Changes coming to some Carter County Schools to fill $2.2 million budget deficit

Published 9:01 pm Thursday, March 16, 2023

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Star Correrspondent
To fill a more than $2 million deficit, the Carter County Board of Education voted Thursday to give Keenburg Elementary School a new purpose and move its students to other nearby schools.
The vote moves central office and the Siam Learning Center to the Keenburg campus. The board also voted to move sixth through eighth grade students at Little Milligan Elementary School to Hampton Elementary School.
Brandon Carpenter, the school superintendent, said pay raises, insurance and other costs have created a $2.2 million deficit in the district’s budget. The board recently met for a workshop meeting and discussed options to trim costs.
Carpenter presented two options at Thursday’s board meeting which are expected to fill that deficit.
Option one, which would give the district first year savings of about $2.1 million, includes moving students from Keenburg Elementary to Central and Hunter elementary schools. Keenburg is about five miles from Hunter and more than seven miles from Central. No employees at Keenburg are expected to lose jobs; they will move elsewhere.
The option also moves sixth-eighth grade students at Little Milligan approximately 11 miles away to Hampton.
Option two, which gives the district another $320,000 in savings, moves central office and the Siam school to Keenburg.
Board member Tony Garland made a motion to approve the plan and it was seconded by member Terry Hubbard. Board Chairman Kelly Crain made the only no vote while board member Keith Bowers Sr. said he reluctantly voted yes.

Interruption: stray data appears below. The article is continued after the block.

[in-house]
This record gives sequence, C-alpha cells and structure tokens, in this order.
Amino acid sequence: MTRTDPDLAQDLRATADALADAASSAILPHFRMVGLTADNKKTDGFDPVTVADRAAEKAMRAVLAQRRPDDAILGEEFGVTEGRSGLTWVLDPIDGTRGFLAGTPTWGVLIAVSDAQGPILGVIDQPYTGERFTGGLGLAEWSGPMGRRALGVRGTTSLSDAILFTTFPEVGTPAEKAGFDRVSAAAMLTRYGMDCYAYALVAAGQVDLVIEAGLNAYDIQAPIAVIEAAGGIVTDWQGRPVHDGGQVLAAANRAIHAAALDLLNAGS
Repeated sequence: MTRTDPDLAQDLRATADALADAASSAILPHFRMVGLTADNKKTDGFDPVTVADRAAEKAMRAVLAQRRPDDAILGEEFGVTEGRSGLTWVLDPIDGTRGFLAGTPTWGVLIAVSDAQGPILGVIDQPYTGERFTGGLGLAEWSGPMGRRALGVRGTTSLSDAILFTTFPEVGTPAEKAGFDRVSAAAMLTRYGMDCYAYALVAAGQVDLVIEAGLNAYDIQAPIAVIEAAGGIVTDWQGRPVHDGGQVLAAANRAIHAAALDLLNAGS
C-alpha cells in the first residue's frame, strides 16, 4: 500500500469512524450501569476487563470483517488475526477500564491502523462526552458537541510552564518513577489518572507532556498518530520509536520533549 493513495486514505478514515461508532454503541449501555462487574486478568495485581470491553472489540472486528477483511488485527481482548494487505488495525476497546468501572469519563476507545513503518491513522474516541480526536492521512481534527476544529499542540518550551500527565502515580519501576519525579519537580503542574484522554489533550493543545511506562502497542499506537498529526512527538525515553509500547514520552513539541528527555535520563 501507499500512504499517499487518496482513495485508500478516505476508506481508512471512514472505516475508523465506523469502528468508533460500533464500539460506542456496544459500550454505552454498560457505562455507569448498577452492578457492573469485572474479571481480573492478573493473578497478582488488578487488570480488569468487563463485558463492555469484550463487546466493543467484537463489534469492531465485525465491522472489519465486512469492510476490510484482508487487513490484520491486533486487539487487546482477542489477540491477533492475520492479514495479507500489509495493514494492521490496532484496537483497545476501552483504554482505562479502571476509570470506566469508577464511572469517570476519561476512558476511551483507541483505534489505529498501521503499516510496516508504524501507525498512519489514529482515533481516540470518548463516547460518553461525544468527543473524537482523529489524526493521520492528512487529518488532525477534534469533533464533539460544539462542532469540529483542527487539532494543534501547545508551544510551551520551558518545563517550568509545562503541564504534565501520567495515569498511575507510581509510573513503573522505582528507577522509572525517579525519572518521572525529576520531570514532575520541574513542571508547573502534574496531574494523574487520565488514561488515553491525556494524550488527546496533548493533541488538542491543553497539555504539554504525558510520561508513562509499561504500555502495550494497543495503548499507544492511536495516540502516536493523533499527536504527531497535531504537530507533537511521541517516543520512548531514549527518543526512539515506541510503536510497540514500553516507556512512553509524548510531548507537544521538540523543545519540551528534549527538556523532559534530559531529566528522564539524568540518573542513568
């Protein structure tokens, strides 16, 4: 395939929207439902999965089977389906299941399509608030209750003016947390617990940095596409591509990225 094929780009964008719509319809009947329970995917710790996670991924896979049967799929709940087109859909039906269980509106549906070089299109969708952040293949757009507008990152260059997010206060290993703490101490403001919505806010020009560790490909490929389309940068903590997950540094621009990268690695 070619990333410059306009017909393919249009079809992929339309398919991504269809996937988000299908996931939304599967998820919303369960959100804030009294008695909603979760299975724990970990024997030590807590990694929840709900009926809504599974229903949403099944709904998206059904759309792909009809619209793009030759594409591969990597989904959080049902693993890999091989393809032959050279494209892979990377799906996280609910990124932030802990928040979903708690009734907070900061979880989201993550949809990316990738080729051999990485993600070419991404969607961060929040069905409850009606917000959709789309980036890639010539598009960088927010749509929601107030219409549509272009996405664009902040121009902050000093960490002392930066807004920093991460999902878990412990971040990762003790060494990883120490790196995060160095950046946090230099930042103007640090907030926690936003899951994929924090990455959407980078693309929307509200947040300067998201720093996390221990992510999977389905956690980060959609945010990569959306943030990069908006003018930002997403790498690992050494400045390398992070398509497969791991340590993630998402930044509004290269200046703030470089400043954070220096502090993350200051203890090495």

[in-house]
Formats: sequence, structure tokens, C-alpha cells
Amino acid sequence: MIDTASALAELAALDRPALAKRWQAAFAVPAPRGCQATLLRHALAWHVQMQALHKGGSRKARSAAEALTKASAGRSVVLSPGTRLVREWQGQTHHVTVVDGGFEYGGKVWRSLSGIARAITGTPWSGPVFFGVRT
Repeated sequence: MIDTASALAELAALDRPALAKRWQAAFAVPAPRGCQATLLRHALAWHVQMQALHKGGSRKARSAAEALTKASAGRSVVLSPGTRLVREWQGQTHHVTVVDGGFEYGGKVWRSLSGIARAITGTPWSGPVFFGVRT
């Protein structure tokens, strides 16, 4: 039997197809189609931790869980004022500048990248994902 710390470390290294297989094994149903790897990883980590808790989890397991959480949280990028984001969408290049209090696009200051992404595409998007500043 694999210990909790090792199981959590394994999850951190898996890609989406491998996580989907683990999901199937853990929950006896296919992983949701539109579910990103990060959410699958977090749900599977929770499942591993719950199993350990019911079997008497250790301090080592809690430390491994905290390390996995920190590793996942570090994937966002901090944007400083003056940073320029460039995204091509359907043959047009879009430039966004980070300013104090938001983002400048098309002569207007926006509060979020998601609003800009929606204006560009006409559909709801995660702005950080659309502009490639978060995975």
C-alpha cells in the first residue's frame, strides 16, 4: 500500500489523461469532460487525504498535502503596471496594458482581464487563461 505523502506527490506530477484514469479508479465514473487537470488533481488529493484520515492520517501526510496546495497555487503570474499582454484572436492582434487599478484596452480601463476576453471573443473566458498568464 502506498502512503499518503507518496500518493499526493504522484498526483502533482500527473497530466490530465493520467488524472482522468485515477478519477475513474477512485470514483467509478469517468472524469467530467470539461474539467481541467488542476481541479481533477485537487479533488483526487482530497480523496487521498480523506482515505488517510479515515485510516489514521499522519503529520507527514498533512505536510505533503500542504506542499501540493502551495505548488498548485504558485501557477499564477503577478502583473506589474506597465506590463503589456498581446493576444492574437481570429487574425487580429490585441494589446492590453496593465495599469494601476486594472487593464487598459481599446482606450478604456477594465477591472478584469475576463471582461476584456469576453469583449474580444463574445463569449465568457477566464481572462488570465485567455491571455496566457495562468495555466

Board member Danny Ward said the plan is the district’s best option. He said he has received at least two calls from residents concerned about the plan, including the option that moves Little Milligan students to Hampton.
Ward said he had heard concerns that Little Milligan was closing, but kindergarten through fifth grades will remain at the school.
Board member Gary Oaks said he did not believe it is the current board’s fault that it had to close a school.
“None of us want to close schools,” Oaks said.
Bowers said, “The funding body of this county should have helped us address this two years ago.”
Crain, who voted no, said there were aspects of the plan that he liked and things he did not like.
The board also approved a motion to replace the bleachers in the visitors’ section at Hampton High School. The project will cost up to $200,000 and should be completed before this fall’s football season.
In his remarks to the board, Carpenter said bidding will soon be held for expansion work at Hunter Elementary School.

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